It’s been a busy week, trying to get as much material together for this new venture as possible! A quick word about what we’ll be putting onto this website. I’ll be blogging once a week, but watch out for our guest posts; whilst Laura will be tweeting and managing our Facebook presence. Keep sending in your ideas about what we can discuss in our Top Ten Tips feature, and email in your stories so we can put together a case study to help other viewers.
Also, a big ‘thank you’ to My Heritage who are supporting this venture; I’ve been impressed with their approach to personal archiving, and as well as helping get Family History Show off the ground, they are also kindly assisting with an education pilot that’s running in a number of schools across the country, called Making History and run by the actor Colin McFarlane. Some amazing stories emerging from the work of these enthusiastic students (aged 8-18)…
We’re still building additional features to the site. A few suggestions have come in for a resource list, linked to the Top Ten Tips – working on it! We are also exploring an online shop, where you can get selected materials and publications to help you with your research.
We hope you like the Dan Cruickshank interview. It was great fun to film. I’ve known Dan for the best part of 15 years, and it was tremendously kind of him to give up his time to share his passion for old home movies. The idea to view the films he’d collected appeared as a tentative suggestion, and our cameraman Seb knew of a little shop in Hackney that might have the right projectors. We all jumped in a cab, and we held our breath as Umit looked at the film that contained grainy images of Mickey Mouse… Could it be a lost classic worth thousands of pounds? The results of our impromptu viewing are well worth a watch, if you haven’t seen it already.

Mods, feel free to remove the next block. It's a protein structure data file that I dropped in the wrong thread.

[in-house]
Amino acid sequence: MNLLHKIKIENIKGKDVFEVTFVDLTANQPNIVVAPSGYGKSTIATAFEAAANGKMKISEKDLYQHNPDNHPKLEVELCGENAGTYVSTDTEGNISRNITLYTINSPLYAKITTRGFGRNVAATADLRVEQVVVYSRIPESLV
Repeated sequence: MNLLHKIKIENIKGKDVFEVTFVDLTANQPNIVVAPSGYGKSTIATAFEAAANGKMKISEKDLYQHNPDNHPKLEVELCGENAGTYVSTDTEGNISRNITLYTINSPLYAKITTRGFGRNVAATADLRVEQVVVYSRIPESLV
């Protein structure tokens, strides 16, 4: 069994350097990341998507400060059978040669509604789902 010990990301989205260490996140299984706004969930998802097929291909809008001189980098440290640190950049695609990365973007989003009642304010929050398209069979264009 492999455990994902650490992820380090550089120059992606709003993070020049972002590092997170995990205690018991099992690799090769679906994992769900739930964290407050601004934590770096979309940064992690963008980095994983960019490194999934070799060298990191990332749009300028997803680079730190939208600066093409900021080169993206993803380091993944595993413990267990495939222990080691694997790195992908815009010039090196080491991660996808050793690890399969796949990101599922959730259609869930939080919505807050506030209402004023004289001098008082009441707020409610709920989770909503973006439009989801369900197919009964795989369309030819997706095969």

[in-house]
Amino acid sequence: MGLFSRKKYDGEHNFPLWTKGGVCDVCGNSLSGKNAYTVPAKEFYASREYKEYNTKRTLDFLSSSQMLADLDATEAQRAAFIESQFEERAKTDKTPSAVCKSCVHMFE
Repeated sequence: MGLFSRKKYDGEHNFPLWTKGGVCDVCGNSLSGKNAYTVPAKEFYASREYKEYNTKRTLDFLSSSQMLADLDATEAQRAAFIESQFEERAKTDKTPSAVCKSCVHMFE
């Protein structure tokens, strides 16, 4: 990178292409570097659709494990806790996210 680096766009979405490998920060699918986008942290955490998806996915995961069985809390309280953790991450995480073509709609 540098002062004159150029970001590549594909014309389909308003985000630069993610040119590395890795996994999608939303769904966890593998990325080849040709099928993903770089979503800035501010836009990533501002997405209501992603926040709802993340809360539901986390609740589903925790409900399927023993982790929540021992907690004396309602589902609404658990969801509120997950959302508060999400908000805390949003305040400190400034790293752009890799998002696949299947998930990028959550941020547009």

I’ve been continuing to work on the history of Greater London (this will be a weekly feature until all the chapters are finally delivered to my publisher Nigel, who is simply the nicest and most patient man in the world) as well as running around the country talking to county archives, extolling the virtues of ancestral tourism as a way forward whilst exploring collaborative opportunities for family history societies, voluntary groups like FreeBMD / FreeCEN / FreeREG, and county archives to transcribe document content whilst permitting commercial companies to charge subscribers to view the actual images that they have digitised (unless a free digitisation agency appears that can cope with the sheer amount of work, although there has already been one such offer that’s being investigated at the moment). This is a thorny issue, as there is no standard model across the country – but ‘best practice’ that keeps all parties happy will gradually emerge.
I’m looking forward to a visit to the Royal Marine museum next week, and then a catch up with the Ancestral Tourism Partnership in Nottingham on 25 November. So it’s all go this end, and no rest in site with Christmas beginning to loom on the horizon.
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